The Burning of Jim Mc Ilherron: An N.A.A.C.P. Investigation (1918)

The Burning of Jim Mc Ilherron: An N.A.A.C.P. Investigation (1918)

By Walter F. White, Assistant Secretary

The facts given below were secured by Mr. White within the week following the burning of McIlherron in interviews with a number of the citizens of Estill Springs, largely white, including the proprietors of several stores, farmers and others. The account is not a compilation of opinions, but is based upon statements of inhabitants of the town, some of whom were eyewitnesses to the burning. All of the accounts of the burning were given by white people.

The Town

Estill Springs, the scene of the third within nine months of Tennessee’s burnings at the stake, is situated about seventy-four miles from Chattanooga, being midway between that city and Nashville. The town itself has only two hundred inhabitants; with the territory within the radius of a half-mile, about three hundred. Franklin County, in which Estill Springs is located, had a white population of 17,365 and 3,126 colored inhabitants in 1910, according to the census. Estill Springs is not incorporated and, therefore, has no mayor or village officials. It is a small settlement located midway between the larger and more progressive villages of Decherd and Tullahoma, each having about 2,000 inhabitants. Winchester, fifteen miles from Estill Springs, is the county seat.

Estill Springs is made up of a small group of houses and stores gathered about the railway station. The main street is only three blocks long. Its few business establishments are located on one side of this street. There is one bank, the Bank of Estill Springs, purely local in nature; a barber shop, a drug store and five general merchandise stores of the type indigenous to small rural communities in the South. The settlement’s sole butcher left on the day that the investigator reached there, to work in a nitrate factory in a nearby town as the butcher trade of the community was not sufficient to support his shop. Simply stated, Estill Springs is one of thousands of small settlements of its type, poorly located from a geographic and economic standpoint and with little prospect of future growth. Its static condition, naturally, tends to make the minds of its inhabitants narrow and provincial. The people of the surrounding country are farmers and because of the failure of the cotton crop last fall, occasioned by an early frost, corn was the only crop on which they made money. Such of the people as were interviewed were leisurely of manner and slow of speech and comprehension.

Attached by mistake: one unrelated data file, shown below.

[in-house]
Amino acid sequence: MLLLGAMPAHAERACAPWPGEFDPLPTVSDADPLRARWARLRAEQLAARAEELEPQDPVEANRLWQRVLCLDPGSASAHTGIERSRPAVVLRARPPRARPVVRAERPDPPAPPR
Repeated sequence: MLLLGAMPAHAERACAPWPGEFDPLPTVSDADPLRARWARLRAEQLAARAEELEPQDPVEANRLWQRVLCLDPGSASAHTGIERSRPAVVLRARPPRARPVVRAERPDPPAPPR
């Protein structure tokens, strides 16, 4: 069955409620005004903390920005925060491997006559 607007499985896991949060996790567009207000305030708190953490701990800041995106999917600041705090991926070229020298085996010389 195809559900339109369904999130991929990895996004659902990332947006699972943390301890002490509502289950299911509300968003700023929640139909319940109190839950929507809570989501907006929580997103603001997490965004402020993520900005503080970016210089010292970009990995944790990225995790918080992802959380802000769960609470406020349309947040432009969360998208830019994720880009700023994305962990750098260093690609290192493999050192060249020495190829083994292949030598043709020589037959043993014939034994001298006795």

Paradoxical as it may seem, in the light of the event which has put Estill Springs on the map in a kind of infamy of fame, the settlement seems to have a strong religious undercurrent. Small as the community is, it has four white churches, two Baptist, one Methodist and one Campbellite. In addition, there are two colored churches, one a Baptist and the other a Methodist, of which latter the Rev. G. W. Lych was pastor. There is a local Red Cross unit among the white women which was planning to inaugurate meetings to knit for the soldiers. In the windows of a number of homes, the emblem of the National Food Conservation Commission was displayed. The son of the proprietor of the only hotel is local agent for the sale of Thrift Stamps. The town purchased its allotment of both the first and second Liberty Loans.

The Cause of the Trouble